"Micro" level planning: Building detailed calendars

After setting the dates for the main competitions and specific training periods, such as those for the marathon, I move on to detailed planning. This involves organizing training at the week and even day level (at what times). Usually, the detailing does not exceed 4 weeks. It is useless in the long term, as events that will lead to rescheduling will always arise.

In this process, I also take into account personal and professional events that cannot be missed, such as after-work meetups with friends, business meetings or trips. For example, if I know I won't have access to a pool for a few days, I schedule more running workouts during that period, and condense the swimming workouts for the days when I'm at home.

Here is my general strategy:

Types of training

  1. Running: 4-5 workouts per week during marathon preparation periods and 3-4 during recovery periods. I guide myself according to specific training plans for the competitions I'm preparing for. Training sessions include intervals, light running (jogging / recovery), hill running, fast / tempo running, and long runs. Durations vary from 30 minutes to 3 hours, but generally, a session lasts about an hour. 
  2. Swimming: ideally 3 workouts per week, but at least 1. A workout generally lasts an hour. I usually have special training plans that I follow, depending on the type of competitions I've planned. Some workouts are very demanding, for strength and endurance, others are easy, for recovery. Almost all include technique exercises as well.
  3. Strength training: ideally 3 workouts per week. A workout lasts about 1h:20m. If I don't have time, I might not do any in a week, but no longer than 2 weeks break between muscle groups. Generally, though, I stick to them. I do them to increase strength and endurance, but especially because they significantly help reduce the risk of injuries.

    I'm not really interested in bodybuilding or "puffing up muscles." In fact, I don't want to accumulate too much muscle mass. This is because it would increase energy consumption during running, which would sabotage me. Instead, I've designed special programs that allow me to work all muscle groups in just 3 sessions: Session 1, the hardest, focuses on chest, legs, and abs; Session 2, the easiest, on biceps, shoulders, and abs; and Session 3 on back, triceps, and abs. As you can see, abs are omnipresent; only that each session has different exercises for abs, for different groups.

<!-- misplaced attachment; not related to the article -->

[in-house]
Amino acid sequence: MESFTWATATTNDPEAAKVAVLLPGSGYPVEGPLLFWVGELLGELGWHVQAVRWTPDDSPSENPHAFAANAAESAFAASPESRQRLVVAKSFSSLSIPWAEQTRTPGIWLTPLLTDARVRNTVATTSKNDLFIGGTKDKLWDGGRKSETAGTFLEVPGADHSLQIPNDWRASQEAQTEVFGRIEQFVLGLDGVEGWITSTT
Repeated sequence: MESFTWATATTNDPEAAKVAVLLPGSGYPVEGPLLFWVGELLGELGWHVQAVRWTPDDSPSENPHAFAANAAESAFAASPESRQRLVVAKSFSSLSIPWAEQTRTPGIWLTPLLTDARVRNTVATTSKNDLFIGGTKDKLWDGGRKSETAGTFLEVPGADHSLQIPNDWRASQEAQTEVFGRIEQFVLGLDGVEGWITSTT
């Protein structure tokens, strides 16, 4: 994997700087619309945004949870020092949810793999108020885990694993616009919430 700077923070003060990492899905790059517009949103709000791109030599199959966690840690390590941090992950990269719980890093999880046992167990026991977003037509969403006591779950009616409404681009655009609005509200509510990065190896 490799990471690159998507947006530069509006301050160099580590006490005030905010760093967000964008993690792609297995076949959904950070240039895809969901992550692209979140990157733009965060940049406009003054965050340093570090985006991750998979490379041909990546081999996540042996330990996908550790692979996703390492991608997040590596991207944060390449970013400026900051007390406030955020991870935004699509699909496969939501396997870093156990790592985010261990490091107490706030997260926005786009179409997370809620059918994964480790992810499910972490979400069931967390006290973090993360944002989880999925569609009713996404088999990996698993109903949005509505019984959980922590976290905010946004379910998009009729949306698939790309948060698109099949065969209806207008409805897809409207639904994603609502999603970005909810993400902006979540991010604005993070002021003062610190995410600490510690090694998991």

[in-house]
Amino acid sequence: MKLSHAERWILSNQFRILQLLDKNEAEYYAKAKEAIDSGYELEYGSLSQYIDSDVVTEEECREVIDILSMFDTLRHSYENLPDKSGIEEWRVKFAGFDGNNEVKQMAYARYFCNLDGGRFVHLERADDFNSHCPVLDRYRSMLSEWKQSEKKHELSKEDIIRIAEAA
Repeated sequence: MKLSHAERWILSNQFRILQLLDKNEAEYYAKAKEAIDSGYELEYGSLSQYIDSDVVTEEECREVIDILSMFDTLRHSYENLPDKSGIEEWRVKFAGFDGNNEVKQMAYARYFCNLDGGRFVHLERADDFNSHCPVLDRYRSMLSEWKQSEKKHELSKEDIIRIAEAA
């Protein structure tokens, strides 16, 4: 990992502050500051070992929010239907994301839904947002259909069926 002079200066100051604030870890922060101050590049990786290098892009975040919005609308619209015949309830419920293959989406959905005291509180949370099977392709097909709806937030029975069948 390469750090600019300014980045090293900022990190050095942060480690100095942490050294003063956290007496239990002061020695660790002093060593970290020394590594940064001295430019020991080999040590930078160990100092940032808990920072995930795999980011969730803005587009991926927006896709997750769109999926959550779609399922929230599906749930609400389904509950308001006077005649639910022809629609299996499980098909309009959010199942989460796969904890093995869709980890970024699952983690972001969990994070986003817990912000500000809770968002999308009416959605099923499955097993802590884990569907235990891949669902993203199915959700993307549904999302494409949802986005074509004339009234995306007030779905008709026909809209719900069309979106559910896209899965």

These sessions depend on the equipment available at the gym. However, for times when I'm traveling and don't have access to a gym, I've designed a special "remote" home workout program that doesn't require machines, just body weight.
  4. Cycling: I train either on a road bike, on the road, or at home, on a trainer with virtual race simulator (when the weather is bad). I usually do routes of at least 40km. I schedule these as "optional". I do them only if I have time and energy left - so quite rarely. Their goal is to ensure efficient recovery after intense running. Sometimes I just do it for fun - I like to cycle at speed.

    On the other hand, I want to gradually get used to cycling, because I have plans for the future to become a triathlete. And by practicing cycling along with running and swimming, I am preparing and adapting, in small steps, for this complex sport.
  5. Physiotherapy: I do rarely, but I found a few sessions very beneficial, after recovery periods post-injury.
  6. A day of total rest: at least once a week. That means no training at all, just walking, at most. Most of the time I don't want to take a break, but I know that if I don't, it would affect the efficiency of the next workouts

Planning Example

To better illustrate the planning process, I present in the image below a concrete example. This represents the planning of my training in the period leading up to the Barcelona Marathon. It's about a 10-week period, between January 9 and March 19, 2023, during which I trained intensively, including swimming. I keep all this planning in Google Sheets, a free and very useful tool for organizing and efficiently visualizing my schedule.

Let me give another example. This is the distribution of my training in the last period, specifically in the first half of the year (January 1 - June 30, 2023):

It should be mentioned that during this period I suffered an injury that kept me away from running, swimming, and cycling for a month.


Over the course of a year, numerous unforeseen situations can arise. These require an urgent reorganization of the training schedule or competitions. I experienced this during this year, as detailed in this article, when, following an injury, I was put in the situation of restructuring my entire spring season schedule. Aspects such as: must be taken into consideration:

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David Iftime

User Experience Manager de la Bucuresti

Grup de varsta: 35-39